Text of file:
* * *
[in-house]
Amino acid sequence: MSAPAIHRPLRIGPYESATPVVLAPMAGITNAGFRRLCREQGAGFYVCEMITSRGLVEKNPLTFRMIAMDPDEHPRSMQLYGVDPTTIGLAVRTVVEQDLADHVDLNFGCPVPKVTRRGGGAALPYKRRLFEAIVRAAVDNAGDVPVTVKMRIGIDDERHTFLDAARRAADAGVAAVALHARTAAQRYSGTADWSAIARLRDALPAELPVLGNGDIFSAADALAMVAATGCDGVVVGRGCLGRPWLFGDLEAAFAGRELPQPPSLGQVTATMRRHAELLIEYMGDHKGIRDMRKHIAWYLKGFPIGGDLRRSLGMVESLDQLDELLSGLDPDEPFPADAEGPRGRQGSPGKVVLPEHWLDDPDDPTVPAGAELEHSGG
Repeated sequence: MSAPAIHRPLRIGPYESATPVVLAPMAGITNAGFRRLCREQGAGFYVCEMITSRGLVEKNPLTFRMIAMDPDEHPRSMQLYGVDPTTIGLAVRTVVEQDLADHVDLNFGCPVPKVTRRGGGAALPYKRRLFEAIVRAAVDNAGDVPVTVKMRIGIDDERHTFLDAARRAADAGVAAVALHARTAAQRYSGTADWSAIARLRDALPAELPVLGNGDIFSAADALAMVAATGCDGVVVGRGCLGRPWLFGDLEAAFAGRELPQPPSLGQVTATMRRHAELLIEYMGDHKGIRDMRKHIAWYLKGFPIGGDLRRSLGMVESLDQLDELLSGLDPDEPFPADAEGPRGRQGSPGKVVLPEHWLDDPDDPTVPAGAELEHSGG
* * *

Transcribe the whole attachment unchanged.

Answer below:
[in-house]
Amino acid sequence: MSAPAIHRPLRIGPYESATPVVLAPMAGITNAGFRRLCREQGAGFYVCEMITSRGLVEKNPLTFRMIAMDPDEHPRSMQLYGVDPTTIGLAVRTVVEQDLADHVDLNFGCPVPKVTRRGGGAALPYKRRLFEAIVRAAVDNAGDVPVTVKMRIGIDDERHTFLDAARRAADAGVAAVALHARTAAQRYSGTADWSAIARLRDALPAELPVLGNGDIFSAADALAMVAATGCDGVVVGRGCLGRPWLFGDLEAAFAGRELPQPPSLGQVTATMRRHAELLIEYMGDHKGIRDMRKHIAWYLKGFPIGGDLRRSLGMVESLDQLDELLSGLDPDEPFPADAEGPRGRQGSPGKVVLPEHWLDDPDDPTVPAGAELEHSGG
Repeated sequence: MSAPAIHRPLRIGPYESATPVVLAPMAGITNAGFRRLCREQGAGFYVCEMITSRGLVEKNPLTFRMIAMDPDEHPRSMQLYGVDPTTIGLAVRTVVEQDLADHVDLNFGCPVPKVTRRGGGAALPYKRRLFEAIVRAAVDNAGDVPVTVKMRIGIDDERHTFLDAARRAADAGVAAVALHARTAAQRYSGTADWSAIARLRDALPAELPVLGNGDIFSAADALAMVAATGCDGVVVGRGCLGRPWLFGDLEAAFAGRELPQPPSLGQVTATMRRHAELLIEYMGDHKGIRDMRKHIAWYLKGFPIGGDLRRSLGMVESLDQLDELLSGLDPDEPFPADAEGPRGRQGSPGKVVLPEHWLDDPDDPTVPAGAELEHSGG